Delta Lloyd NV, Aviva Plc’s publicly traded Dutch insurance unit, predicted an increase of at least 3 percent in its profit and dividend in the next two years.
The company fell as much as 2.6 percent in Amsterdam trading after its forecasts for the operational result, a measure of profit that excludes investment swings, and the dividend disappointed investors. Delta Lloyd, which held presentations for shareholders today, also said increased longevity risk would reduce its so-called solvency ratio by about 5 percentage points, even after cost reductions.
“At first sight, the impact of the increased longevity and operational result growth targets for 2011 and 2012 look to be below expectations,” wrote Thomas Nagtegaal, an Amsterdam-based analyst at Royal Bank of Scotland Group Plc, in a note to investors.
Aviva, the U.K.’s second-biggest insurer, sold Delta Lloyd shares in November 2009 in western Europe’s biggest initial public offering last year. The Dutch insurer paid 40 cents a share in an interim dividend over the first half of this year and 50 cents last year since it became a listed company. Dutch publicly traded competitors ING Groep NV, Aegon NV and SNS Reaal NV haven’t paid dividends in that period.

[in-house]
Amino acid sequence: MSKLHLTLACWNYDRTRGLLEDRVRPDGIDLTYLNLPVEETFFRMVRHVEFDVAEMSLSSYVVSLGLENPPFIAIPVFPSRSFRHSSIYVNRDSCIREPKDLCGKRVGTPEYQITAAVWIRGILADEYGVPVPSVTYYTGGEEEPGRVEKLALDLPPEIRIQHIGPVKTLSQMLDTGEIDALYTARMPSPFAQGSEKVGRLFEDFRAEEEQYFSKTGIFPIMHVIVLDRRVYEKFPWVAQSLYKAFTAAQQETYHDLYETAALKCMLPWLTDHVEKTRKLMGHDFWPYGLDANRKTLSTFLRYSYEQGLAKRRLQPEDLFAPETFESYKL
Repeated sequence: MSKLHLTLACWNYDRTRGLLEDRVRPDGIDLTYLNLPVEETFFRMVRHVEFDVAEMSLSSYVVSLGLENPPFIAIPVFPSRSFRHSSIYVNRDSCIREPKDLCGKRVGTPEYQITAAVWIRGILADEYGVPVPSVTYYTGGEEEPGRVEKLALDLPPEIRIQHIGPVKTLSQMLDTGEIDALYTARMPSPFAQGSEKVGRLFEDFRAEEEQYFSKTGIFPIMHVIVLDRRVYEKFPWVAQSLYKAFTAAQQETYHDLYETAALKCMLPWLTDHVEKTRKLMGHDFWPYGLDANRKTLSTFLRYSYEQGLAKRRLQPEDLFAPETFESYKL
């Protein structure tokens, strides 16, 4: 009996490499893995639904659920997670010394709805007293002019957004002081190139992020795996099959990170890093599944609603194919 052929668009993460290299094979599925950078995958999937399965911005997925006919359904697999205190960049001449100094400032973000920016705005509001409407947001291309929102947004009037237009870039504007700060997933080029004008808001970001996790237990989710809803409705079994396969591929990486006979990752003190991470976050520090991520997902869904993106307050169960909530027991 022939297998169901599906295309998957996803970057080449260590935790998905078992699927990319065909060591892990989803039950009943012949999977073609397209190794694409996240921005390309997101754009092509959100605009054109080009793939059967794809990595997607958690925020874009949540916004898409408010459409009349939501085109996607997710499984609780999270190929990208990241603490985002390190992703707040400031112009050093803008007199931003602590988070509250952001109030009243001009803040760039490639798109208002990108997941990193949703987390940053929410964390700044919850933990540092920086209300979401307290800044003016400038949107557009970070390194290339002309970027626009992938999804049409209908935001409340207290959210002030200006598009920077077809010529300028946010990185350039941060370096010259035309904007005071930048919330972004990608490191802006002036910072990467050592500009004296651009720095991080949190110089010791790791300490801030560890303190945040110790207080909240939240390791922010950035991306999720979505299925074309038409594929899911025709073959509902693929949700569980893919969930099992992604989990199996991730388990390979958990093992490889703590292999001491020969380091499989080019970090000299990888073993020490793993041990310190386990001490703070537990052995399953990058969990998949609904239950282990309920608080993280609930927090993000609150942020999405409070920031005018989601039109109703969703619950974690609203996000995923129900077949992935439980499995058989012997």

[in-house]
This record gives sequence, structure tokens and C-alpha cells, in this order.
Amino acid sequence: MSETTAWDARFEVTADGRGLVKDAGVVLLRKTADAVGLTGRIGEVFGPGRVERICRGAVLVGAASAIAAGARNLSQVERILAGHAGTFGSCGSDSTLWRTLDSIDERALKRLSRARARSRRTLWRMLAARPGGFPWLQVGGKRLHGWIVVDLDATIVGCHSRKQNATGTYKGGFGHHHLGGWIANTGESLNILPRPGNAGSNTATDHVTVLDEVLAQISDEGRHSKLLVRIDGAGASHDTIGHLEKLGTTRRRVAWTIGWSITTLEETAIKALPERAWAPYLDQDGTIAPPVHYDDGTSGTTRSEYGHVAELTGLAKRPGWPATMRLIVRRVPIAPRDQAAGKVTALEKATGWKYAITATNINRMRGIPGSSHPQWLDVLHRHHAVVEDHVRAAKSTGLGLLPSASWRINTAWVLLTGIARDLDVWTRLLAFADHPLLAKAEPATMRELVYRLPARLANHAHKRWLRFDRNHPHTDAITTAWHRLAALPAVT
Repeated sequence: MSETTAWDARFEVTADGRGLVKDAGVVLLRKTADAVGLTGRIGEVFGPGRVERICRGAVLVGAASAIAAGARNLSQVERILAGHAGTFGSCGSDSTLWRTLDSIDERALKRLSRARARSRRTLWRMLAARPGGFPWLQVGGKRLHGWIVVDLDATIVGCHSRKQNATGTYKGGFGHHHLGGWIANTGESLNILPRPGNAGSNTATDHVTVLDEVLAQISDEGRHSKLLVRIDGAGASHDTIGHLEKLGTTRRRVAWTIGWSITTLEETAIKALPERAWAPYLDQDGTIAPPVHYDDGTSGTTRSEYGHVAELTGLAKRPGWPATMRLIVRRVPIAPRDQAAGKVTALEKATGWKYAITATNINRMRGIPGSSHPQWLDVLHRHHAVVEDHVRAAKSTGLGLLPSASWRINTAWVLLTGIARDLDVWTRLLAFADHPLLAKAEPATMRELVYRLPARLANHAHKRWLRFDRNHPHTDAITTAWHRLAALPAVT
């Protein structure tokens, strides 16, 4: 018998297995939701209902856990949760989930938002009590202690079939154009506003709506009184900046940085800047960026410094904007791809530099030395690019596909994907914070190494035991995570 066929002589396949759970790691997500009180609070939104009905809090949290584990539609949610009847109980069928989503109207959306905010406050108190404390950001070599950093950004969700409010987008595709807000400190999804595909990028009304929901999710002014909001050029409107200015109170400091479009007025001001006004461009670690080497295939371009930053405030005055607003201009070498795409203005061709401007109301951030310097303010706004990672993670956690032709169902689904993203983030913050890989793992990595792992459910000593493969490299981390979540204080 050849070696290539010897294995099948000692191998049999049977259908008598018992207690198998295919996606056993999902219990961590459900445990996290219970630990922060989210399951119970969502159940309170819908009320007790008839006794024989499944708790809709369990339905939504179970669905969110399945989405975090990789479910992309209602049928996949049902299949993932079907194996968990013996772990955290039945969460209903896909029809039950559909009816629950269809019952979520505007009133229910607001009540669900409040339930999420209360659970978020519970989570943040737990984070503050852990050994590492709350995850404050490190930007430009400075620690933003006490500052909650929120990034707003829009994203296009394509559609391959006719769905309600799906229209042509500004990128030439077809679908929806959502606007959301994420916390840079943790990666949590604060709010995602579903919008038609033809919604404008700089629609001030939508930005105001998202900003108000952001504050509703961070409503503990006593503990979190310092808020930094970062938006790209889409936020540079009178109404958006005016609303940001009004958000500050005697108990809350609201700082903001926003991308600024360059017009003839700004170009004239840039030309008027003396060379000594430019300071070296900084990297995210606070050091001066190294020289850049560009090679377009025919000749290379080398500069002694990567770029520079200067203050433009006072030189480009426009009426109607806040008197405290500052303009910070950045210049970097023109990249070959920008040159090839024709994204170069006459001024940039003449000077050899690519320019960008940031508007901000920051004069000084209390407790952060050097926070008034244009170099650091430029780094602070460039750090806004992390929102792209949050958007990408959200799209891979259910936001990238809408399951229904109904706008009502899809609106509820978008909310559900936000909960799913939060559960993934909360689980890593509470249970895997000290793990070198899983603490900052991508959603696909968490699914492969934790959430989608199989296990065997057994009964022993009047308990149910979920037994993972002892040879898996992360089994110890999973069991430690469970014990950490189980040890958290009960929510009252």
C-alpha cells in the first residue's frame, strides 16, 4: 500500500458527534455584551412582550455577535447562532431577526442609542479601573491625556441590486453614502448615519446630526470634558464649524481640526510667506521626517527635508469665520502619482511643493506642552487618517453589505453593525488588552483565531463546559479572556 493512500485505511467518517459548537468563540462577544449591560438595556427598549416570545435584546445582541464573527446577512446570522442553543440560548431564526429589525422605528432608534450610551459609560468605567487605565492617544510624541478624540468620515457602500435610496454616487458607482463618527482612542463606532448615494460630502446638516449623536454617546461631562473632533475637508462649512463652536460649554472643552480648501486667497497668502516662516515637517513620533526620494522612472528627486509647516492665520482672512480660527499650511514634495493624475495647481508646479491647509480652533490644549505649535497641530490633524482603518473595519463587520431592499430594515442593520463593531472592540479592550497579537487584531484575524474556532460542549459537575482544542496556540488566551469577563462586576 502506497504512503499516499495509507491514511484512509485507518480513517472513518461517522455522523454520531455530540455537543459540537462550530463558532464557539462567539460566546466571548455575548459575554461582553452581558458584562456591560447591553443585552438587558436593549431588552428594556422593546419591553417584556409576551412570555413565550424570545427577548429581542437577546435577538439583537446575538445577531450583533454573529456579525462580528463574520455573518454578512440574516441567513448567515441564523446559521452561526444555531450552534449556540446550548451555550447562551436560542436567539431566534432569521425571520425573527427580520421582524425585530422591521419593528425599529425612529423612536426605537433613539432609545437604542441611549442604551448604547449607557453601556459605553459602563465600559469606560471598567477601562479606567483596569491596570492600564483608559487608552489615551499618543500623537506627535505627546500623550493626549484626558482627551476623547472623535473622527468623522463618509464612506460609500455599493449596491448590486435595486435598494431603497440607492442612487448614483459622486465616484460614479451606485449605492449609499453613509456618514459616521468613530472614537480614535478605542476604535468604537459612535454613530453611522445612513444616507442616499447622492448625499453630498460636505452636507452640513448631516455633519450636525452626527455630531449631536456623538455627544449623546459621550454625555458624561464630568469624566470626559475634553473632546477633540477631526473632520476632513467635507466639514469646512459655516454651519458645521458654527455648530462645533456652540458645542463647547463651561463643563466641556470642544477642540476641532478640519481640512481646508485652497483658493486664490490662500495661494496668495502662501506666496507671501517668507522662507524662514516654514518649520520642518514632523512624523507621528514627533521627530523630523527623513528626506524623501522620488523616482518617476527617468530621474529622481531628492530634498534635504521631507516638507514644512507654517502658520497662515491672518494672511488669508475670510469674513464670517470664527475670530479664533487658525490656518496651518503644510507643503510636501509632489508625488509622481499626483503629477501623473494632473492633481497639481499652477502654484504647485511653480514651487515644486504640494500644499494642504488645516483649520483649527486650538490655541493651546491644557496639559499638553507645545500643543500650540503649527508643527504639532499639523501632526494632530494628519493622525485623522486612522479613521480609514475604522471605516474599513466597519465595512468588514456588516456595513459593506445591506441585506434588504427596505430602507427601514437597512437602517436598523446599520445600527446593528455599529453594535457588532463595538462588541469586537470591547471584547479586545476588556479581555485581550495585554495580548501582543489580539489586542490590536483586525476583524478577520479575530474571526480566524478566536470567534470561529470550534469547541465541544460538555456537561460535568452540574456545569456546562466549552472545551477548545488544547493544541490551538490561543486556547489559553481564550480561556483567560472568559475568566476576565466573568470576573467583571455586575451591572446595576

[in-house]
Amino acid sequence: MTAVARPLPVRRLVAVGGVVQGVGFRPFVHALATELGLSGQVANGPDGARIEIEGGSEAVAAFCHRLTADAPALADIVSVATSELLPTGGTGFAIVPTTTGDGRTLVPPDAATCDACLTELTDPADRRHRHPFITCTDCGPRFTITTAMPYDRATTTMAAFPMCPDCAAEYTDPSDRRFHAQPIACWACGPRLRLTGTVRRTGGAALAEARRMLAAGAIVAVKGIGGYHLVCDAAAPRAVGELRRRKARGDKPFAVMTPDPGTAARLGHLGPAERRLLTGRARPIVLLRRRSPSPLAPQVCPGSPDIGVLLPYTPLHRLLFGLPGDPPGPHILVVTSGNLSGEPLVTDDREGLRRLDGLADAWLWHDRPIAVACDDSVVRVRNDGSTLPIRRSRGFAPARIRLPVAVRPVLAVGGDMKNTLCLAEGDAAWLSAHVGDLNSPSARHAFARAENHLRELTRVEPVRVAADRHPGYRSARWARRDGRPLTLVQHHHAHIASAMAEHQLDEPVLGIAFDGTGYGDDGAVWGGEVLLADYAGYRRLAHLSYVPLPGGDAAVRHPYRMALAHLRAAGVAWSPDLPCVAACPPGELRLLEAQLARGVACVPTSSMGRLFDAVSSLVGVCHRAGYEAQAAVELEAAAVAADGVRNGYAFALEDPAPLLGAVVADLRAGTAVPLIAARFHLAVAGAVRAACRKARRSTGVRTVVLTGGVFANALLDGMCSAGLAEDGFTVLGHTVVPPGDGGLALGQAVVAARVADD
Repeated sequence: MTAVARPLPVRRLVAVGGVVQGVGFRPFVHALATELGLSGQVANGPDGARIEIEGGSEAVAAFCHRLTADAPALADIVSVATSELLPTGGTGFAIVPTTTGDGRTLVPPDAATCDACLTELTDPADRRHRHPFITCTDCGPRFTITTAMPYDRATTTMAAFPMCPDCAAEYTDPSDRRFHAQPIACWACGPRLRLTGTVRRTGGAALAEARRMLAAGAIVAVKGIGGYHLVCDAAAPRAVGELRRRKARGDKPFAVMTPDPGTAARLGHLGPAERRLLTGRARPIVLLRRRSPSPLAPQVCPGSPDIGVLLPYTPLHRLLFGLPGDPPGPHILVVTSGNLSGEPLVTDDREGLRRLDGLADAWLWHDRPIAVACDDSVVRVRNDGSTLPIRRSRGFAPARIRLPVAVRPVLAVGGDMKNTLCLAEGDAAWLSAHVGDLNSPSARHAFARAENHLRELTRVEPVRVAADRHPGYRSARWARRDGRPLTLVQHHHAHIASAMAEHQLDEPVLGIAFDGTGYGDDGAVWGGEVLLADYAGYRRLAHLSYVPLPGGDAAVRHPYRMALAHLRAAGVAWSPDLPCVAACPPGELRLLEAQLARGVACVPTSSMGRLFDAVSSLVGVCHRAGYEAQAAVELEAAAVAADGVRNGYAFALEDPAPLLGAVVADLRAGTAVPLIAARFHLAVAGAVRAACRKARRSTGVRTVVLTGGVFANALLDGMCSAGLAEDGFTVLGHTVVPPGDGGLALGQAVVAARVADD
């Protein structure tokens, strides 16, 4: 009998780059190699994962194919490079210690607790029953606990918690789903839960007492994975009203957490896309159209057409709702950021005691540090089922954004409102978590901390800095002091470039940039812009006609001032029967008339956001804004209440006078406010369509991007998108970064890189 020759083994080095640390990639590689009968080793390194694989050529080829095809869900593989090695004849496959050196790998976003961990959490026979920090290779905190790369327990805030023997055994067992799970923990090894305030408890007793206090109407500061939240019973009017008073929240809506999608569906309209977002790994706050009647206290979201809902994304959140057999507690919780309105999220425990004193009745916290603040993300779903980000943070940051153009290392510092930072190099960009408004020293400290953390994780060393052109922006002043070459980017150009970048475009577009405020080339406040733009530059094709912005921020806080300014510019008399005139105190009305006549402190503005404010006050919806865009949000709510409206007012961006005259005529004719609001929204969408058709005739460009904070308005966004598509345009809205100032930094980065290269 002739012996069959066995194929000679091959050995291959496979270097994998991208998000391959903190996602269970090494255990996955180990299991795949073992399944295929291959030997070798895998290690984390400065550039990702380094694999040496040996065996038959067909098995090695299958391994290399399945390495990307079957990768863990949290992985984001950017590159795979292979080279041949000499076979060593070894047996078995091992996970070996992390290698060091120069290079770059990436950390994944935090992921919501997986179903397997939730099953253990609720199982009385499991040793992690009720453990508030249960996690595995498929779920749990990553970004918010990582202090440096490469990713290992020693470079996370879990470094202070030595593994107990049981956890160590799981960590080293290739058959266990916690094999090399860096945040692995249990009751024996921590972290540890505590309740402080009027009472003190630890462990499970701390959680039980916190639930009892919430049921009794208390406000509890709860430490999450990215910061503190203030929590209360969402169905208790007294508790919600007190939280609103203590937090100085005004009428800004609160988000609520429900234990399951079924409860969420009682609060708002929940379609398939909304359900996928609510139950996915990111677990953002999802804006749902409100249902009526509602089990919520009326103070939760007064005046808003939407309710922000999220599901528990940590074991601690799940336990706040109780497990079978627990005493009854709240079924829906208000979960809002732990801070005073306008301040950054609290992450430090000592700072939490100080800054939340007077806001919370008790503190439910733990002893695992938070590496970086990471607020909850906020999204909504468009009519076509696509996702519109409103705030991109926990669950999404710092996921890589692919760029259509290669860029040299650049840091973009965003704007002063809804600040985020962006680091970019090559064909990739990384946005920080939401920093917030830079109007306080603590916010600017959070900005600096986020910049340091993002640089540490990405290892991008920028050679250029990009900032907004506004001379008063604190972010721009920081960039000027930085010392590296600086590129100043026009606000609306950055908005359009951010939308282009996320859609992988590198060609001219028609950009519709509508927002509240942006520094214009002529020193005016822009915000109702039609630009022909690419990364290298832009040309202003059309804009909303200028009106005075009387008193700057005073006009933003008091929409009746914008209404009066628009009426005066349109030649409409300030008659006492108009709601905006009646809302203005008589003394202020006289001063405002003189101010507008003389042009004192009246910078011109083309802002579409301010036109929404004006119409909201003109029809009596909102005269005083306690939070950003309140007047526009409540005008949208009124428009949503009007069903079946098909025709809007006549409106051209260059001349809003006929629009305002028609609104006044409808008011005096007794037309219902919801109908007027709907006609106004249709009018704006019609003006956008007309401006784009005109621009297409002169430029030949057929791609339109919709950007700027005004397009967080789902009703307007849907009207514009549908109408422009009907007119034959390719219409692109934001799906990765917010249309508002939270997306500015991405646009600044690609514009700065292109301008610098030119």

Delta Lloyd’s predicted dividend increase of 3 percent a year for the next two years was less than the average estimate for 8.6 percent growth in 2011 and 5.3 percent in 2012, according to a Bloomberg survey of analysts.
Delta Lloyd dropped 35 cents, or 2.3 percent, to 14.73 euros in Amsterdam as of 1:57 p.m. local time, valuing the company at 2.45 billion euros ($3.4 billion). The shares have fallen 7.9 percent since they started trading.
Increased longevity has a negative effect on an insurer’s solvency ratio, which measures the capacity to absorb losses. The Dutch Actuarian Assocation in August raised its life expectancy for newborns in 2050 by 3 years, to 85.5 for men and 87.3 for women.
The longevity risk is cushioned by cost savings, Delta Lloyd said. The insurer said it is “on track” to cut operating expenses by 50 million euros this year to less than 950 million euros and to reduce costs to below 850 million euros by 2012. Solvency was estimated to be 182 percent at the end of October, Delta Lloyd said.
Delta Lloyd aims for a dividend pay-out ratio of 40 percent to 45 percent of its operational result after tax and minority interests, as long as the regulatory solvency ratio doesn’t fall below 160 percent.
“You might assume that as usual we are somewhat on the conservative side,” Chief Executive Officer Niek Hoek told investors today, commenting on the 3 percent estimated profit and dividend growth.